Coronavirus May Have Spread in U.S. for Weeks, Gene Sequencing Suggests


Researchers who have examined the genomes of two coronavirus infections in Washington State say the similarities between the cases suggest that the virus may have been spreading in the state for weeks.

Washington had the United States’ first confirmed case of coronavirus, announced by the Centers for Disease Control and Prevention on Jan. 20. Based on an analysis of the virus’s genetic sequence, another case that surfaced in the state and was announced on Friday probably was descended from that first case.

The two people live in the same county, but are not known to have had contact with one another, and the second case occurred well after the first would no longer be expected to be contagious. So the genetic findings suggest that the virus has been spreading through other people in the community for close to six weeks, according to one of the scientists who compared the sequences, Trevor Bedford, an associate professor at the Fred Hutchinson Cancer Research Center and the University of Washington.

Dr. Bedford said it was possible that the two cases could be unrelated, and had been introduced separately into the United States. But he said that was unlikely, however, because in both cases the virus contained a genetic variation that appears to be rare — it was found in only two of the 59 samples whose sequences have been shared from China, where the virus originated.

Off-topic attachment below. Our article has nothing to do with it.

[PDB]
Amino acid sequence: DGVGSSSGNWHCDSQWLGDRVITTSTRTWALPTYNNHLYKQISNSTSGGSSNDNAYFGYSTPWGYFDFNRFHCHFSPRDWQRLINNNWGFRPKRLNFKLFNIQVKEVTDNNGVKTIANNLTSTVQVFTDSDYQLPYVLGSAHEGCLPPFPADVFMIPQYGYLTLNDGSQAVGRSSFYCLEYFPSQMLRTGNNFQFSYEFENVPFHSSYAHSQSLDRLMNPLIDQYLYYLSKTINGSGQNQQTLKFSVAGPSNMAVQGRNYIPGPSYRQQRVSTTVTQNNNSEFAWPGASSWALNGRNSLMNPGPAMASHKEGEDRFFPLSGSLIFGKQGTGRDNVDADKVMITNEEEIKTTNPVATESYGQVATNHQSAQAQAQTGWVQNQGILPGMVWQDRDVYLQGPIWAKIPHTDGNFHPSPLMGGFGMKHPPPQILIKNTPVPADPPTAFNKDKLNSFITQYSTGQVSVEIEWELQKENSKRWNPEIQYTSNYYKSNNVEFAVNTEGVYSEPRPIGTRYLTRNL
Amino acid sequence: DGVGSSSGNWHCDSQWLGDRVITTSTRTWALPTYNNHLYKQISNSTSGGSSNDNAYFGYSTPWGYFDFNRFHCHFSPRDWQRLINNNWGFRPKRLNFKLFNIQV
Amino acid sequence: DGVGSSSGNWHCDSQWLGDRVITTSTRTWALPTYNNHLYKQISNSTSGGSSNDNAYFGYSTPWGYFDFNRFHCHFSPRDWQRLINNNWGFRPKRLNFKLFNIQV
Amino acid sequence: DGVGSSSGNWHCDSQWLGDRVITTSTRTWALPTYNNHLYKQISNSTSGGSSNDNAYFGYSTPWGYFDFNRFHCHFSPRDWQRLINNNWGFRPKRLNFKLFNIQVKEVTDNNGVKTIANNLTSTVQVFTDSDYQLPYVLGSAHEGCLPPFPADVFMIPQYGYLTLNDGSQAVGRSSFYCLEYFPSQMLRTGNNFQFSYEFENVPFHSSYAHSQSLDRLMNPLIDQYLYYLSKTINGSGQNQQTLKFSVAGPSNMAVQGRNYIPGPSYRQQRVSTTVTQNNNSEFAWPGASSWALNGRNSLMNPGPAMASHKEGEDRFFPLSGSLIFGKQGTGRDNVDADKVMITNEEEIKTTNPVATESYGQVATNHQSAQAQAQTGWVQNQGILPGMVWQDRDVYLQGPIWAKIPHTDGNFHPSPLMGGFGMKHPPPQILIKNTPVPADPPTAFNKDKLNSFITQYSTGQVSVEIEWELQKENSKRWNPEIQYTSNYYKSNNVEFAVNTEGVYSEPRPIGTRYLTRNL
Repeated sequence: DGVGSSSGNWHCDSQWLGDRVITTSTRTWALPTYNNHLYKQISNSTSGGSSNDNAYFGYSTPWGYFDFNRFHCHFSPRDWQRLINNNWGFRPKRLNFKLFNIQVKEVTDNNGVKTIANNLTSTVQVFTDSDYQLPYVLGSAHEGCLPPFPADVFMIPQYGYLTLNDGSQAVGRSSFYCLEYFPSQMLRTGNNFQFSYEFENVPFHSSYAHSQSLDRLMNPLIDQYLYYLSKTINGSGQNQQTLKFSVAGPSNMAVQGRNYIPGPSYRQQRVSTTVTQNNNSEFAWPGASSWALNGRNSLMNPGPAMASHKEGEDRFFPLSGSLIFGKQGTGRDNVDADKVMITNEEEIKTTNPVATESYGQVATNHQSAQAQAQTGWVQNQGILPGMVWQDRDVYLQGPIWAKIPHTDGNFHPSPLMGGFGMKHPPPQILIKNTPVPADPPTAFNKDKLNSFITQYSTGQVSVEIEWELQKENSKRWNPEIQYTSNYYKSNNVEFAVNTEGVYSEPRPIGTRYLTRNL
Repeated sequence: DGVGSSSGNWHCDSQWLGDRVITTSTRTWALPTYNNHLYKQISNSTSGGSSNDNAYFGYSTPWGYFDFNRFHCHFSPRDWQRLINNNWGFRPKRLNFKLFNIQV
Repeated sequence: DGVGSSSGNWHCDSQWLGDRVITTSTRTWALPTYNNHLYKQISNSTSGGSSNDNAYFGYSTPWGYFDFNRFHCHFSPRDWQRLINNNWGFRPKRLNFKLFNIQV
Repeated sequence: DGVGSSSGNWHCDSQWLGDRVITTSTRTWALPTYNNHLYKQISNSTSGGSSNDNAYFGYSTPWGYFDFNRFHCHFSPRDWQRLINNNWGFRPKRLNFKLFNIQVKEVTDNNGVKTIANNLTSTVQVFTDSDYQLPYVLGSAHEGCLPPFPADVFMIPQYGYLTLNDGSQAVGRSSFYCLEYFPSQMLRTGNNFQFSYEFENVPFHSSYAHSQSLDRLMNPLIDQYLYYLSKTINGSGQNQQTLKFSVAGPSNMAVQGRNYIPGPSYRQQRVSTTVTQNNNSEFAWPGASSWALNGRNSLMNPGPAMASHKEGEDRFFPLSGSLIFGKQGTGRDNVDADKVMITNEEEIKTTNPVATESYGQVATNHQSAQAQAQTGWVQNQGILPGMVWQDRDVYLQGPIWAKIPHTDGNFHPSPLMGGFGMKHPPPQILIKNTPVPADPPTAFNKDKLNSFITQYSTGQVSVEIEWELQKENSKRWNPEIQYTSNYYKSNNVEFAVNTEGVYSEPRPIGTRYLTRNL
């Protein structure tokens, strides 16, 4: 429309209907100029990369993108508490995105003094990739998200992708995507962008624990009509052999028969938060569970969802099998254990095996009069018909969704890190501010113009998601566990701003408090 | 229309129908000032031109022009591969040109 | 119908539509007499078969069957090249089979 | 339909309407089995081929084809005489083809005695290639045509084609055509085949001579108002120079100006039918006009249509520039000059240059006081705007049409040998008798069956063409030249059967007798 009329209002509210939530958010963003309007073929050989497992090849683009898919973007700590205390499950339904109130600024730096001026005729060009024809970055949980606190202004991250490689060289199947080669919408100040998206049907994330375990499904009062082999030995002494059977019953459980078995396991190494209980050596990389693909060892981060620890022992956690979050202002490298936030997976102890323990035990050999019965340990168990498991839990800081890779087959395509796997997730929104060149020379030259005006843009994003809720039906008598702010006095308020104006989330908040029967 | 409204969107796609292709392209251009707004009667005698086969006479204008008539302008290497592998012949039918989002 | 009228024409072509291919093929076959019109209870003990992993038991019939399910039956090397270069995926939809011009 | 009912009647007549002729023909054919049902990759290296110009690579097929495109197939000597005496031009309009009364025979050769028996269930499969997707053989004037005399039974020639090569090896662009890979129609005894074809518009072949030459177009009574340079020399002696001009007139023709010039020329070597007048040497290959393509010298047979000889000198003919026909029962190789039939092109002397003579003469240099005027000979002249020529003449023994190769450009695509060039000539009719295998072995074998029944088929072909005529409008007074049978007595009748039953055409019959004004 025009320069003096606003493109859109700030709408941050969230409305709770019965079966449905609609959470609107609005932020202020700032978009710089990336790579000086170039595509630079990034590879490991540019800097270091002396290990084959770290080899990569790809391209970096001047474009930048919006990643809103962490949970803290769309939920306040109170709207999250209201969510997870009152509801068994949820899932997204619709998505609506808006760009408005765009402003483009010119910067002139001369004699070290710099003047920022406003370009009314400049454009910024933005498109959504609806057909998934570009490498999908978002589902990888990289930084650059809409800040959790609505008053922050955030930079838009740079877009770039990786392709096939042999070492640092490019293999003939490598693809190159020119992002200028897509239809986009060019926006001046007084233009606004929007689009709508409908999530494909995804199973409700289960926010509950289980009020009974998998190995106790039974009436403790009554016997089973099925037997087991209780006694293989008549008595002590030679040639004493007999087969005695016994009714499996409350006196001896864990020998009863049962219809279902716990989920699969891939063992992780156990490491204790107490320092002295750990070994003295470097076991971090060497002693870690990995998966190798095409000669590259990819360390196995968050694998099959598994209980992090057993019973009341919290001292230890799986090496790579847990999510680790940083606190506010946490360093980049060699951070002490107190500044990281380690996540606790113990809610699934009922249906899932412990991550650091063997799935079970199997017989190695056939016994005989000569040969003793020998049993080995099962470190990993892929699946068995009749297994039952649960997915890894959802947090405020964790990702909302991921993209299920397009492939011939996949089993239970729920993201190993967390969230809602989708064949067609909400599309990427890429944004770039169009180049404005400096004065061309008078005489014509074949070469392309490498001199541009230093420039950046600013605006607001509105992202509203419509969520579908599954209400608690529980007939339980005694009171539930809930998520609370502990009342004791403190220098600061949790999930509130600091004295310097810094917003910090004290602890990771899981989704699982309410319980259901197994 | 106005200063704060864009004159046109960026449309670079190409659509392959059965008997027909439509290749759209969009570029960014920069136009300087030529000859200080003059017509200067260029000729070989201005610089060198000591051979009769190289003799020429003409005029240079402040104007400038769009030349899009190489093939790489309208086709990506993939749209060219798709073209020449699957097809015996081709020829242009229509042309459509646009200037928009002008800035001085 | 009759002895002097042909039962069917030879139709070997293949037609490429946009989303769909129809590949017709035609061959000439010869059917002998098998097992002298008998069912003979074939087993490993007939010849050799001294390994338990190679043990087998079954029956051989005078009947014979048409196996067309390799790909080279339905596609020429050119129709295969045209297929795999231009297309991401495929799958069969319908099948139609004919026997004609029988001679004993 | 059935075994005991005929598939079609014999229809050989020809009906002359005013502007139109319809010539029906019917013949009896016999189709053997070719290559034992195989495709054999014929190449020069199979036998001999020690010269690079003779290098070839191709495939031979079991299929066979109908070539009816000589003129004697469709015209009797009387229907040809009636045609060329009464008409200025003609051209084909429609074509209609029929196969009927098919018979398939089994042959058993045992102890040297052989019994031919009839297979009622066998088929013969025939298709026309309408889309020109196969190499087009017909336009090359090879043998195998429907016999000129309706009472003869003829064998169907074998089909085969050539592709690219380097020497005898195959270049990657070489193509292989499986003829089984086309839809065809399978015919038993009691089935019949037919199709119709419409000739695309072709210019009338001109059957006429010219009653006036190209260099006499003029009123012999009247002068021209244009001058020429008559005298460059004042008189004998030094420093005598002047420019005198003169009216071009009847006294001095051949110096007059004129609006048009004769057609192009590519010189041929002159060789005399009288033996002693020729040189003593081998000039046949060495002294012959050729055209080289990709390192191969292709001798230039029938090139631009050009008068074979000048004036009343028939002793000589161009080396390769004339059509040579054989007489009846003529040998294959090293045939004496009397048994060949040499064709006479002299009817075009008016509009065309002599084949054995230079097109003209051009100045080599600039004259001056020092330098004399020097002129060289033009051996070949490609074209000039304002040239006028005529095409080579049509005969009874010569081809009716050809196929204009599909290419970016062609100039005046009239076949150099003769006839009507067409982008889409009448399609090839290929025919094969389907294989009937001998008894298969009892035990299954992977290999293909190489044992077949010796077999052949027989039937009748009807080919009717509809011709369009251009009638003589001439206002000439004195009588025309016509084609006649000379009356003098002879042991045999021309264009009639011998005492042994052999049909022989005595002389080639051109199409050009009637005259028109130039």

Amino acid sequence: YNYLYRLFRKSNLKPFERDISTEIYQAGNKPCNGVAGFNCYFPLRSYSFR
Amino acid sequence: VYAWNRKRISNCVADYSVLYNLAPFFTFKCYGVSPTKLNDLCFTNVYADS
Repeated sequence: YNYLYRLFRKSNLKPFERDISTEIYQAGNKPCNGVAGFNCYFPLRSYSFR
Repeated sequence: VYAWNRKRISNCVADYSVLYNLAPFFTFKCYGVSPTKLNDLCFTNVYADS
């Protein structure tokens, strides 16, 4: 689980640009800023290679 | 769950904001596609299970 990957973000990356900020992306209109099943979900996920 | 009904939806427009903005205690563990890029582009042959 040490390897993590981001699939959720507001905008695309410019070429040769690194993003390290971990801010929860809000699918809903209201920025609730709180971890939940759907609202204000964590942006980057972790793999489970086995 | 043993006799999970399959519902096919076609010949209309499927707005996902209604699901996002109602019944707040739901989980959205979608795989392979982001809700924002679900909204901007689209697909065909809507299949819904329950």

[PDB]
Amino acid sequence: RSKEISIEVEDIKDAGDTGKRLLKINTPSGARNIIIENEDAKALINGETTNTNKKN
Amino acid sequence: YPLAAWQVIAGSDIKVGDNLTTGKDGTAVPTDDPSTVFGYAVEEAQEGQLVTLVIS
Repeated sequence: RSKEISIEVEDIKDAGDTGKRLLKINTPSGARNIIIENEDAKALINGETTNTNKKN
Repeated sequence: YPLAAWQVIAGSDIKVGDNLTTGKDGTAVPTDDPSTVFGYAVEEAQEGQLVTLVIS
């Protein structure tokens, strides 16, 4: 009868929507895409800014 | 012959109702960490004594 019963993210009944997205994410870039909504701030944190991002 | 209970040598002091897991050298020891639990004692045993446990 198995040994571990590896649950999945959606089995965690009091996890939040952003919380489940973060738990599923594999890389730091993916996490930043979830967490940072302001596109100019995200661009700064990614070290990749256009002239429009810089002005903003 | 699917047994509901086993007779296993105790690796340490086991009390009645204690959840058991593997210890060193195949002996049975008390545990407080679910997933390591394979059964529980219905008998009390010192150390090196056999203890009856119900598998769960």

A scientist who was not involved in the analysis said he agreed with the conclusion that the second case was connected to the original Washington case. “I think he’s right,” said Andrew Rambaut, professor of molecular evolution at the University of Edinburgh, referring to Dr. Bedford. “It’s extremely unlikely that two viruses coming from outside the U.S.A. independently would arrive in the same geographical area and be genetically related unless they were connected.”